If, not later than 10 days after a hearing officer submits the report on the preliminary review of a claim under section 1402a(c) of this title, a covered employee submits a request to the Executive Director for a hearing under this section, the Executive Director shall appoint an independent hearing officer pursuant to subsection (c) to consider the claim and render a decision, and a hearing shall be commenced in the Office.
A hearing officer may dismiss any claim that the hearing officer finds to be frivolous or that fails to state a claim upon which relief may be granted.
Upon the filing of a request for a hearing under subsection (a), the Executive Director shall appoint an independent hearing officer to consider the request for a hearing under subsection (a) and render a decision. No Member of the House of Representatives, Senator, officer of either the House of Representatives or the Senate, head of an employing office, member of the Board, or covered employee may be appointed to be a hearing officer. The Executive Director shall select hearing officers on a rotational or random basis from the lists developed under paragraph (2). Nothing in this section shall prevent the appointment of hearing officers as full-time employees of the Office or the selection of hearing officers on the basis of specialized expertise needed for particular matters.
Reasonable prehearing discovery may be permitted at the discretion of the hearing officer.
At the request of a party, a hearing officer may issue subpoenas for the attendance of witnesses and for the production of correspondence, books, papers, documents, and other records. The attendance of witnesses and the production of records may be required from any place within the United States. Subpoenas shall be served in the manner provided under rule 45(b) of the Federal Rules of Civil Procedure.
If a person refuses, on the basis of relevance, privilege, or other objection, to testify in response to a question or to produce records in connection with a proceeding before a hearing officer, the hearing officer shall rule on the objection. At the request of the witness or any party, the hearing officer shall (or on the hearing officer’s own initiative, the hearing officer may) refer the ruling to the Board for review.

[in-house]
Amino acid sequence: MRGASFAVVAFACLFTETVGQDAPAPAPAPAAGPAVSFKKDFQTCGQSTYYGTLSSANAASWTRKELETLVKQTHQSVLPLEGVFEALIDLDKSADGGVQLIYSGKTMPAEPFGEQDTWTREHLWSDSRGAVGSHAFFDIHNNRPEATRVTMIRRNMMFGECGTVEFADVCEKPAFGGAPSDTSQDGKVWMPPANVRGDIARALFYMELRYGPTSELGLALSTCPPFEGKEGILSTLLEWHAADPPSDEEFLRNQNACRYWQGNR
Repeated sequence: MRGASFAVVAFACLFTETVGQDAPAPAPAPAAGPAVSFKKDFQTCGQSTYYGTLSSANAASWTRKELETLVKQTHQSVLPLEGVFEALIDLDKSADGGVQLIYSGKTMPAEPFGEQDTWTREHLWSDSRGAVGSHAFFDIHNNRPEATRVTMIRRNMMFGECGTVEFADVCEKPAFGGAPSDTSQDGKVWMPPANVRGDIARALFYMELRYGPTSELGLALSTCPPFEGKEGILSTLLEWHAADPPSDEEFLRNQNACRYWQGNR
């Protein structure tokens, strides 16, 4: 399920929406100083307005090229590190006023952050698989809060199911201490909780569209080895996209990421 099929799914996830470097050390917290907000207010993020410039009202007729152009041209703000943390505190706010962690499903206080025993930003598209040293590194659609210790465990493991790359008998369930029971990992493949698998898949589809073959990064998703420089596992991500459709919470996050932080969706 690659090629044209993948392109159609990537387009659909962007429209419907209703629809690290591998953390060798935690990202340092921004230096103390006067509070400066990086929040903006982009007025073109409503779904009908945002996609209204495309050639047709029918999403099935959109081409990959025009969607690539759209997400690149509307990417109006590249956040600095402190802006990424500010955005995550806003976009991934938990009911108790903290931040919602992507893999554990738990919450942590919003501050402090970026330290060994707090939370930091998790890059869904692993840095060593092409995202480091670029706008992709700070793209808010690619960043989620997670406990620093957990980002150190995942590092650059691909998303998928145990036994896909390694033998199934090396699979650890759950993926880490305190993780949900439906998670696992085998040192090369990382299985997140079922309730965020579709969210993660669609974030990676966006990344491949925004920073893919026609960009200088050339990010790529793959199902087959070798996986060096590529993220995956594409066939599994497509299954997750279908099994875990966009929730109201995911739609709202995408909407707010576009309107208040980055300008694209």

If a person fails to comply with a subpoena, the Board may authorize the General Counsel to apply, in the name of the Office, to an appropriate United States district court for an order requiring that person to appear before the hearing officer to give testimony or produce records. The application may be made within the judicial district where the hearing is conducted or where that person is found, resides, or transacts business. Any failure to obey a lawful order of the district court issued pursuant to this section may be held by such court to be a civil contempt thereof.
Process in an action or contempt proceeding pursuant to subparagraph (A) may be served in any judicial district in which the person refusing or failing to comply, or threatening to refuse or not to comply, resides, transacts business, or may be found, and subpoenas for witnesses who are required to attend such proceedings may run into any other district.
The hearing officer shall issue a written decision as expeditiously as possible, but in no case more than 90 days after the conclusion of the hearing. The written decision shall be transmitted by the Office to the parties. The decision shall state the issues raised in the claim, describe the evidence in the record, contain findings of fact and conclusions of law, contain a determination of whether a violation has occurred, and order such remedies as are appropriate pursuant to subchapter II. The decision shall be entered in the records of the Office. If a decision is not appealed under section 1406 of this title to the Board, the decision shall be considered the final decision of the Office.